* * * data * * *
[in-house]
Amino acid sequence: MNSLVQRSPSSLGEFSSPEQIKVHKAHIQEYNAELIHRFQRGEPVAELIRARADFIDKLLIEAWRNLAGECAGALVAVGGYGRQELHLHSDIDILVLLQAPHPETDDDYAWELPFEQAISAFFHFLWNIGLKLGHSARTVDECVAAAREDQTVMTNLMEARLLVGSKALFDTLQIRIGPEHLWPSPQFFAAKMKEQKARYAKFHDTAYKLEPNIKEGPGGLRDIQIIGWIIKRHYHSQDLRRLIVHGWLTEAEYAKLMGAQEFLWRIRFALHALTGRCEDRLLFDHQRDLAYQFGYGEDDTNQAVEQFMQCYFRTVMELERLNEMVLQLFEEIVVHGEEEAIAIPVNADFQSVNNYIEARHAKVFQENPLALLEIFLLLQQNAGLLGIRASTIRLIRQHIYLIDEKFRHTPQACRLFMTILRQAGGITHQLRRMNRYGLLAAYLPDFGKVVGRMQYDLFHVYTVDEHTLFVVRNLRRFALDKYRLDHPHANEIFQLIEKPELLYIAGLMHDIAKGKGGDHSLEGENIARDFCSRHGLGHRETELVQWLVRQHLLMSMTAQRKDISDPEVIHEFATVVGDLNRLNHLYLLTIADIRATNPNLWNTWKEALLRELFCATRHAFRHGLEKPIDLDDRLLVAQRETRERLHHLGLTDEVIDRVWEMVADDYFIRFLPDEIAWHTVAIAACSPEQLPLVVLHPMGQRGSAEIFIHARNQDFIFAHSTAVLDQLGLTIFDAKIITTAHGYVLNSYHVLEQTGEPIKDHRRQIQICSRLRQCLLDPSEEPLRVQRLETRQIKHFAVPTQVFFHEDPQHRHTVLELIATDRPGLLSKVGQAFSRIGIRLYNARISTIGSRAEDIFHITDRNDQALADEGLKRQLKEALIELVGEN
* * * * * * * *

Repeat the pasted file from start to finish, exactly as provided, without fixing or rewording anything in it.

[in-house]
Amino acid sequence: MNSLVQRSPSSLGEFSSPEQIKVHKAHIQEYNAELIHRFQRGEPVAELIRARADFIDKLLIEAWRNLAGECAGALVAVGGYGRQELHLHSDIDILVLLQAPHPETDDDYAWELPFEQAISAFFHFLWNIGLKLGHSARTVDECVAAAREDQTVMTNLMEARLLVGSKALFDTLQIRIGPEHLWPSPQFFAAKMKEQKARYAKFHDTAYKLEPNIKEGPGGLRDIQIIGWIIKRHYHSQDLRRLIVHGWLTEAEYAKLMGAQEFLWRIRFALHALTGRCEDRLLFDHQRDLAYQFGYGEDDTNQAVEQFMQCYFRTVMELERLNEMVLQLFEEIVVHGEEEAIAIPVNADFQSVNNYIEARHAKVFQENPLALLEIFLLLQQNAGLLGIRASTIRLIRQHIYLIDEKFRHTPQACRLFMTILRQAGGITHQLRRMNRYGLLAAYLPDFGKVVGRMQYDLFHVYTVDEHTLFVVRNLRRFALDKYRLDHPHANEIFQLIEKPELLYIAGLMHDIAKGKGGDHSLEGENIARDFCSRHGLGHRETELVQWLVRQHLLMSMTAQRKDISDPEVIHEFATVVGDLNRLNHLYLLTIADIRATNPNLWNTWKEALLRELFCATRHAFRHGLEKPIDLDDRLLVAQRETRERLHHLGLTDEVIDRVWEMVADDYFIRFLPDEIAWHTVAIAACSPEQLPLVVLHPMGQRGSAEIFIHARNQDFIFAHSTAVLDQLGLTIFDAKIITTAHGYVLNSYHVLEQTGEPIKDHRRQIQICSRLRQCLLDPSEEPLRVQRLETRQIKHFAVPTQVFFHEDPQHRHTVLELIATDRPGLLSKVGQAFSRIGIRLYNARISTIGSRAEDIFHITDRNDQALADEGLKRQLKEALIELVGEN